On Friday morning, Donald Trump hustled out to stand in front of the cameras and proceed to deliver an 82-minute example of what might happen if someone connected a speech synthesizer to a pinball bouncing around the subbasement of Fox Business. Clearly buoyed by the fact that unemployment numbers are only 13.3%—also known as more than a third higher than the worst point of the Great Recession—Trump bounced from topic to topic with no apparent goal, no consistent theme, and absolutely no restraint. That led to a moment when Trump bragged about how he had personally beaten the novel coronavirus, called the morning’s labor report “the greatest comeback in American history,” and, most unbelievably, chose this moment to maintain that he had done more for the Black community than anyone in history.
Also, there was this …
“Hopefully George is looking down right now and saying: ‘This is a great thing that’s happening for our country.’ This is a great day for him.”
Tracing the course of Trump’s … speech? discourse? ramble? … is impossible. In fact, it was often impossible to connect what seemed to be the end of a sentence with the beginning. Trump began by bragging about how he “beat” what he called the “China plague” and how we are “through with the pandemic.” Or, “largely through, I think we’re largely through.”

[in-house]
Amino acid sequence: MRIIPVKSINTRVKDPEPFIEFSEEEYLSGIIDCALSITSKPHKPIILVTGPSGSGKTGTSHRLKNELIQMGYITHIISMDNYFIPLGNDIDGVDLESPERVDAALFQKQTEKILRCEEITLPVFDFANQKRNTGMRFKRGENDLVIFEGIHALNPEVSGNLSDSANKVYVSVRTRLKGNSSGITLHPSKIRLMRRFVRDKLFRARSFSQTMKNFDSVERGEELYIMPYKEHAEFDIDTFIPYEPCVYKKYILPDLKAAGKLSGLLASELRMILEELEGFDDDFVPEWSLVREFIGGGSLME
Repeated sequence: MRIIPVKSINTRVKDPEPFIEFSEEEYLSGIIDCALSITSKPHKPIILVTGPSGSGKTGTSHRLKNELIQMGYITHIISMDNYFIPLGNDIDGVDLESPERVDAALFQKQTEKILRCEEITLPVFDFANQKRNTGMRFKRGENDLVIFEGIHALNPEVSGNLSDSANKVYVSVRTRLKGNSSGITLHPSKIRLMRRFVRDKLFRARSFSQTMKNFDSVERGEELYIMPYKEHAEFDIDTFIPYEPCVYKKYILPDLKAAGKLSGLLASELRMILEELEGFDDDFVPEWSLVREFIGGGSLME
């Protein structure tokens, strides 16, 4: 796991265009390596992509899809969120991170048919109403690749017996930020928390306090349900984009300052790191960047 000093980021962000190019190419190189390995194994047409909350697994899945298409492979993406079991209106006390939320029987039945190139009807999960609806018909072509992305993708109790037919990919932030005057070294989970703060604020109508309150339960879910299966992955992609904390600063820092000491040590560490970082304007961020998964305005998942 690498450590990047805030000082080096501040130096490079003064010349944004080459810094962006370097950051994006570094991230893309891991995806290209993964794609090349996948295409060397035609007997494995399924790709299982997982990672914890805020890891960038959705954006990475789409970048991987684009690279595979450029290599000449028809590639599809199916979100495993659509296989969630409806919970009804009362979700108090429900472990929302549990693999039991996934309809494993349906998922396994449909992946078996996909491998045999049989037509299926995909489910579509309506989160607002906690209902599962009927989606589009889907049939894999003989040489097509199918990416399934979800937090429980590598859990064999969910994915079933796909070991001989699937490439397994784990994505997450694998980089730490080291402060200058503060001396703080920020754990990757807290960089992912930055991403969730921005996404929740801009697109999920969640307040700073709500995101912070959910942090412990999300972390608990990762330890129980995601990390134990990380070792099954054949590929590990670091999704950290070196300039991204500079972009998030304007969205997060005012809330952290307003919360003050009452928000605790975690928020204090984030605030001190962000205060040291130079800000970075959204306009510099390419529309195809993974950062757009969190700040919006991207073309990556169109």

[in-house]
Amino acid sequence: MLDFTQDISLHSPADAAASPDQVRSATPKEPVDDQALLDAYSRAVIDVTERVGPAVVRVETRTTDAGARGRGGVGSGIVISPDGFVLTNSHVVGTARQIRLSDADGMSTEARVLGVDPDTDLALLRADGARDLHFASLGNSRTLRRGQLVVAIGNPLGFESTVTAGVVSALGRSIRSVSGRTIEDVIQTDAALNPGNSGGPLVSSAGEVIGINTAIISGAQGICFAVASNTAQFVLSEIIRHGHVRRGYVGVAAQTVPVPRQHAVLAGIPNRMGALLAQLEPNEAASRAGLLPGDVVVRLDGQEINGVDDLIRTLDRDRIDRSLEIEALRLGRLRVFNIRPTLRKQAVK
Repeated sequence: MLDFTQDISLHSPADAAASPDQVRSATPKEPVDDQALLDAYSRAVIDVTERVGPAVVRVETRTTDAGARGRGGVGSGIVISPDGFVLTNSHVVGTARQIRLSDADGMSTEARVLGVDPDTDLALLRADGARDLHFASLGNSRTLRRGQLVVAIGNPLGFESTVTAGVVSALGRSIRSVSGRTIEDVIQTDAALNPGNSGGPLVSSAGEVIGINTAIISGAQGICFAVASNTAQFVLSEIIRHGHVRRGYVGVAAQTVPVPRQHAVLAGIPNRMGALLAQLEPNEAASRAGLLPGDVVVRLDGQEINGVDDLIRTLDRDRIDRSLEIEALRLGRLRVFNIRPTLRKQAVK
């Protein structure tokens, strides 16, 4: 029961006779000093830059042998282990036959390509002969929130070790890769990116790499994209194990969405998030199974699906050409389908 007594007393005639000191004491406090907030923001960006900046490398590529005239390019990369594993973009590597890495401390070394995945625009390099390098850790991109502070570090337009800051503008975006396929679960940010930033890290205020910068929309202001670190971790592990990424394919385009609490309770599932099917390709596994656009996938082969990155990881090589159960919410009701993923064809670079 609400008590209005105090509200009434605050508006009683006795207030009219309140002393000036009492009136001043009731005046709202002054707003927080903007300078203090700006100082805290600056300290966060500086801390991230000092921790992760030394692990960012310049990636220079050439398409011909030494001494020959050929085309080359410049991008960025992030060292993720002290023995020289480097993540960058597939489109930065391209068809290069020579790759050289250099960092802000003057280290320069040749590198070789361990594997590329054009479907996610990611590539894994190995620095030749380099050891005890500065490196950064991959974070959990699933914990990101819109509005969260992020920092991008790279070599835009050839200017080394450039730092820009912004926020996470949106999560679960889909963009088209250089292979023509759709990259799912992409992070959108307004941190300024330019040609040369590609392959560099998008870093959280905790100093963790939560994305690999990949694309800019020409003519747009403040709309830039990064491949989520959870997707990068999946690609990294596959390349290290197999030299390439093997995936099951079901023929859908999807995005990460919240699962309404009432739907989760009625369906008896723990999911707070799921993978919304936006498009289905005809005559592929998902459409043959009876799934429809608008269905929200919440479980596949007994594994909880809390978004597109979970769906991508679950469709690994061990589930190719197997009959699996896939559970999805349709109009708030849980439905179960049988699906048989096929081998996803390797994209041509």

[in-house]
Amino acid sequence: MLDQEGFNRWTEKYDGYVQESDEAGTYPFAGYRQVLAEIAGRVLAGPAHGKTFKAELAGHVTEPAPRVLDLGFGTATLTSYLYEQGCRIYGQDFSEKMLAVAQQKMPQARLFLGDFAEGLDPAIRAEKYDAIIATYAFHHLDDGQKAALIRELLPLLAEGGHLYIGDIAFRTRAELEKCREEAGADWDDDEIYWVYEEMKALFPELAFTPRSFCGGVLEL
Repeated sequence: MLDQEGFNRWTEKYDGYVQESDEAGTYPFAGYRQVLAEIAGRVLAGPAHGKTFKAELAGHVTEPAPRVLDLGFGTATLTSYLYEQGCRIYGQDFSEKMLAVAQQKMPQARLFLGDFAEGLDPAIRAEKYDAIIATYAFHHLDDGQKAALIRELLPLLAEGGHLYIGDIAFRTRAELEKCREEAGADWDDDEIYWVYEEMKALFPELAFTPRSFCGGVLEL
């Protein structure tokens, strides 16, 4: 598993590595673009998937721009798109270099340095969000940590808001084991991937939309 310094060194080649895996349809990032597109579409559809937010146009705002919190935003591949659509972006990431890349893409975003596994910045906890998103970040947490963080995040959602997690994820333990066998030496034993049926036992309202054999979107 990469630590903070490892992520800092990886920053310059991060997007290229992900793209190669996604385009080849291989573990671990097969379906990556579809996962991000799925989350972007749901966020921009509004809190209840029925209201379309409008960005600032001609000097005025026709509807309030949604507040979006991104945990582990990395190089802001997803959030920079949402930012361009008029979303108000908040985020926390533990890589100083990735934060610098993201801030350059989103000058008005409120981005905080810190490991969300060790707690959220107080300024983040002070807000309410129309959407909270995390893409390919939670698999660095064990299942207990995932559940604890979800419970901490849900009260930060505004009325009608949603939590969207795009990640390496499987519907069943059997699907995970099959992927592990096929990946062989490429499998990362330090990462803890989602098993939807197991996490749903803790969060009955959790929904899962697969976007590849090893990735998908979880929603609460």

Throughout the—speech, we’re just going to go with “speech”—Trump insisted that California, New York, and other states have to reopen. As an example, Trump declared that they need to “look at Florida.” He returned to Florida repeatedly as his example of how great it is to reopen. “Look at what’s going in Florida, it’s incredible. You gotta open it up!” Florida, on Wednesday, had the highest number of new cases of COVID-19 at any point in the pandemic, but Trump had an answer for that as well. The reason we have so many cases is because we do too much testing, apparently. “More tests means more cases.”
Even assembling this much coherence requires chasing over the full hour-plus of Trump’s whatever in order to stick sentence fragments with similar subjects together. But there’s no doubt that in the wildly spinning mind of Donald Trump, he now believes that he saved all of America by being completely in favor of locking down the nation. “We saved 2 million lives,” said Trump. And he told a “sir” story, so you know not one word of it ever happened. “They said, ‘Sir, the best thing we can do is close it down’ […] after listening for 10 minutes I said, ‘We have to close it down.’”
And Trump summed up his COVID-19 response by saying this: “I made every decision correctly.”
Oh, but he didn’t do it alone. Trump paused at one point to mention the other people who had “worked so hard” on the coronavirus response. Not healthcare workers. Nope. His thanks went to “Jared and Mike.”